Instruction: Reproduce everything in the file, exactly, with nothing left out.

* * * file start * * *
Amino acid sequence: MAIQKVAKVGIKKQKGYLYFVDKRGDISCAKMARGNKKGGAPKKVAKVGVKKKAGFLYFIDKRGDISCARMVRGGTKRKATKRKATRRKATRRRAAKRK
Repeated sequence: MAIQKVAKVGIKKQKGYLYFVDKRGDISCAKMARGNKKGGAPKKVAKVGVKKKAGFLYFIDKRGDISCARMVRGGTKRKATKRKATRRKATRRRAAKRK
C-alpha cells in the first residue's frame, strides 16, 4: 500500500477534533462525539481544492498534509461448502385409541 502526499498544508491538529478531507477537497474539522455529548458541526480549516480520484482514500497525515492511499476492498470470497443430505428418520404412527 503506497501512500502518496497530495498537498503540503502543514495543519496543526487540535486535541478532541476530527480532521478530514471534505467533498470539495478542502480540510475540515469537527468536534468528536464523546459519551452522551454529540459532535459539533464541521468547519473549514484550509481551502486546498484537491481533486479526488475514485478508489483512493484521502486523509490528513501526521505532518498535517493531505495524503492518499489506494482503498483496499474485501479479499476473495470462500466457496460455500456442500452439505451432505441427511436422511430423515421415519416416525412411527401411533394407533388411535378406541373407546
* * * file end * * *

Amino acid sequence: MAIQKVAKVGIKKQKGYLYFVDKRGDISCAKMARGNKKGGAPKKVAKVGVKKKAGFLYFIDKRGDISCARMVRGGTKRKATKRKATRRKATRRRAAKRK
Repeated sequence: MAIQKVAKVGIKKQKGYLYFVDKRGDISCAKMARGNKKGGAPKKVAKVGVKKKAGFLYFIDKRGDISCARMVRGGTKRKATKRKATRRKATRRRAAKRK
C-alpha cells in the first residue's frame, strides 16, 4: 500500500477534533462525539481544492498534509461448502385409541 502526499498544508491538529478531507477537497474539522455529548458541526480549516480520484482514500497525515492511499476492498470470497443430505428418520404412527 503506497501512500502518496497530495498537498503540503502543514495543519496543526487540535486535541478532541476530527480532521478530514471534505467533498470539495478542502480540510475540515469537527468536534468528536464523546459519551452522551454529540459532535459539533464541521468547519473549514484550509481551502486546498484537491481533486479526488475514485478508489483512493484521502486523509490528513501526521505532518498535517493531505495524503492518499489506494482503498483496499474485501479479499476473495470462500466457496460455500456442500452439505451432505441427511436422511430423515421415519416416525412411527401411533394407533388411535378406541373407546